Some Roses and their Phantoms

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Some Roses and their Phantoms. Dorothea Tanning. 1952.

Here some roses from a very different garden sit?, lie?, stand?, gasp, dream?, die? – on white linen. They may serve you tea or coffee. As I saw them take shape on the canvas I was amazed by their solemn colors and their quiet mystery that called for – seemed to demand – some sort of phantoms. So I tried to give them their phantoms and their still-lifeness. Did I succeed? Clearly they are not going to tell me, but the white linen gave me a good feeling as if I had folded it myself, then opened it on the table.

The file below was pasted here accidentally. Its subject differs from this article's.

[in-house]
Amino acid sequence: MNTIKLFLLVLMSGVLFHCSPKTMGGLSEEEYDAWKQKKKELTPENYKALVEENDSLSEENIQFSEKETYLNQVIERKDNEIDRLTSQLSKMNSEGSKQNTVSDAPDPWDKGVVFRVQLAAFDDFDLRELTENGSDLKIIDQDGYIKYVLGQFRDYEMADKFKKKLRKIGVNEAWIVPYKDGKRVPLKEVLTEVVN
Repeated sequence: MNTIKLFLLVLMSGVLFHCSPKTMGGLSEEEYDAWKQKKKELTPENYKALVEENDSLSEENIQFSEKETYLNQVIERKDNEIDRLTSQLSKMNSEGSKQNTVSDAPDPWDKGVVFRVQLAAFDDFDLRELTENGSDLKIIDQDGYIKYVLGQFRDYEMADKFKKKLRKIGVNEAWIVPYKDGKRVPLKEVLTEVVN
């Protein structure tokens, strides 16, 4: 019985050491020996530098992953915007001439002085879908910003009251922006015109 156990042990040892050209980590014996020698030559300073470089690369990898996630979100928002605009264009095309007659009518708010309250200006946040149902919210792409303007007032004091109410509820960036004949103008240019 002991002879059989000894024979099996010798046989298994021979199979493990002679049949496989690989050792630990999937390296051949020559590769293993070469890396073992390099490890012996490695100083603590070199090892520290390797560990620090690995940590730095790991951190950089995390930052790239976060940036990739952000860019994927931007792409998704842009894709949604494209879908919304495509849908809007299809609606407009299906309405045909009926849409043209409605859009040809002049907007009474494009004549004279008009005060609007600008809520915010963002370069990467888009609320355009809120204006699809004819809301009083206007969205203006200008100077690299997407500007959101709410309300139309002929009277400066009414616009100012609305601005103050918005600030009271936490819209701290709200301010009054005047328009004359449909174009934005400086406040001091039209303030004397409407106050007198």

(Dorothea Tanning: Birthday and Beyond, exhibition catalogue, Philadelphia Museum of Art 2000, n.p.)


Night

A poem by Vicente Huidobro

You hear the night glide across the snow

The song fell down from the trees
And through the fog sounded voices

I lit my cigar at a glance

Every time I open my lips
I flood the void with clouds

In the harbor
The masts are full of nests.

And the wind
groans in the birds’ wings

THE WAVES ROCK THE DEAD SHIP

Whistling on the shore I
Look at the star that glows between my fingers

**

(y la versión original aquí)

The Night. Pierre Alechinsky. 1952.

The Night. Pierre Alechinsky. 1952.